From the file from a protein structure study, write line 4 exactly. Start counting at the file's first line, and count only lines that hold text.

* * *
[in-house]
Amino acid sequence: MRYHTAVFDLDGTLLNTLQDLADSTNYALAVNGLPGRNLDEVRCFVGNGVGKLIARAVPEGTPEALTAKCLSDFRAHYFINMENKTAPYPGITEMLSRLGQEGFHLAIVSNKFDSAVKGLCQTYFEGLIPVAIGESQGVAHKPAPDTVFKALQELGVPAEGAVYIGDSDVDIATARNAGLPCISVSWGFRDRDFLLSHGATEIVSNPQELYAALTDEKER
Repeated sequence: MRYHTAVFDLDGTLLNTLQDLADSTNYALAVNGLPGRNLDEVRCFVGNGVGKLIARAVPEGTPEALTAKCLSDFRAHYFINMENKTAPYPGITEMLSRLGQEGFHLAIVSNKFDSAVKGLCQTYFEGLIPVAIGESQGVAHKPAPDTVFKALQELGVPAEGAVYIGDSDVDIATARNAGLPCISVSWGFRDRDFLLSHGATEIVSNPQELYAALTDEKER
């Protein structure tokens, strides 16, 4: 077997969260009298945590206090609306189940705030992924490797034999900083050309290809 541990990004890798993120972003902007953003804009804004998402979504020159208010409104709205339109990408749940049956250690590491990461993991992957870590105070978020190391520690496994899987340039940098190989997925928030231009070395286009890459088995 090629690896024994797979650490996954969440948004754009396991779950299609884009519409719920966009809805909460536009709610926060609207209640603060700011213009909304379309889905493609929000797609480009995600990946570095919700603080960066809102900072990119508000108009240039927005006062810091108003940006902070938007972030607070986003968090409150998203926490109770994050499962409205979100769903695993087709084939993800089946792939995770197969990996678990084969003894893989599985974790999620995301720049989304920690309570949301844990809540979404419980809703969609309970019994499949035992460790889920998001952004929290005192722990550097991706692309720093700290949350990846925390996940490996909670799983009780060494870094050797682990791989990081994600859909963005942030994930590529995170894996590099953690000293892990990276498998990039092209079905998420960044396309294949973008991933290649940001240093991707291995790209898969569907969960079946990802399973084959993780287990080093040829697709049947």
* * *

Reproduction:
């Protein structure tokens, strides 16, 4: 077997969260009298945590206090609306189940705030992924490797034999900083050309290809 541990990004890798993120972003902007953003804009804004998402979504020159208010409104709205339109990408749940049956250690590491990461993991992957870590105070978020190391520690496994899987340039940098190989997925928030231009070395286009890459088995 090629690896024994797979650490996954969440948004754009396991779950299609884009519409719920966009809805909460536009709610926060609207209640603060700011213009909304379309889905493609929000797609480009995600990946570095919700603080960066809102900072990119508000108009240039927005006062810091108003940006902070938007972030607070986003968090409150998203926490109770994050499962409205979100769903695993087709084939993800089946792939995770197969990996678990084969003894893989599985974790999620995301720049989304920690309570949301844990809540979404419980809703969609309970019994499949035992460790889920998001952004929290005192722990550097991706692309720093700290949350990846925390996940490996909670799983009780060494870094050797682990791989990081994600859909963005942030994930590529995170894996590099953690000293892990990276498998990039092209079905998420960044396309294949973008991933290649940001240093991707291995790209898969569907969960079946990802399973084959993780287990080093040829697709049947």